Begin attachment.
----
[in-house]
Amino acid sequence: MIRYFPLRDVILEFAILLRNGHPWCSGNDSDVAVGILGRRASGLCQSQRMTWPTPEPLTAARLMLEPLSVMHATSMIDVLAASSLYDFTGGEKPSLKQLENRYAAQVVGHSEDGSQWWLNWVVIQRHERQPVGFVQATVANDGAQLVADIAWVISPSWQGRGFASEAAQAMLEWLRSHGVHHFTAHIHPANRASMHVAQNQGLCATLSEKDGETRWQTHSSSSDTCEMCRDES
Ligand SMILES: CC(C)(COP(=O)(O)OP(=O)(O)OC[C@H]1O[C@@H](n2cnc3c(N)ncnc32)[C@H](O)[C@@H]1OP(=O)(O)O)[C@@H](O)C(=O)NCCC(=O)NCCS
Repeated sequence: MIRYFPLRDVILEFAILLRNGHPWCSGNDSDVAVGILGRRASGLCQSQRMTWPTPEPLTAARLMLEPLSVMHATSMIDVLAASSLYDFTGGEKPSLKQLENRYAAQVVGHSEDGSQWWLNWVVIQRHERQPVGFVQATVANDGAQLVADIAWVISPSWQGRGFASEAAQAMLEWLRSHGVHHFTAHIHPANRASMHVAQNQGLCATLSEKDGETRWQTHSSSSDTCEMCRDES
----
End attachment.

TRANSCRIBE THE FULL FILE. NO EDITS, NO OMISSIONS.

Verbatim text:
[in-house]
Amino acid sequence: MIRYFPLRDVILEFAILLRNGHPWCSGNDSDVAVGILGRRASGLCQSQRMTWPTPEPLTAARLMLEPLSVMHATSMIDVLAASSLYDFTGGEKPSLKQLENRYAAQVVGHSEDGSQWWLNWVVIQRHERQPVGFVQATVANDGAQLVADIAWVISPSWQGRGFASEAAQAMLEWLRSHGVHHFTAHIHPANRASMHVAQNQGLCATLSEKDGETRWQTHSSSSDTCEMCRDES
Ligand SMILES: CC(C)(COP(=O)(O)OP(=O)(O)OC[C@H]1O[C@@H](n2cnc3c(N)ncnc32)[C@H](O)[C@@H]1OP(=O)(O)O)[C@@H](O)C(=O)NCCC(=O)NCCS
Repeated sequence: MIRYFPLRDVILEFAILLRNGHPWCSGNDSDVAVGILGRRASGLCQSQRMTWPTPEPLTAARLMLEPLSVMHATSMIDVLAASSLYDFTGGEKPSLKQLENRYAAQVVGHSEDGSQWWLNWVVIQRHERQPVGFVQATVANDGAQLVADIAWVISPSWQGRGFASEAAQAMLEWLRSHGVHHFTAHIHPANRASMHVAQNQGLCATLSEKDGETRWQTHSSSSDTCEMCRDES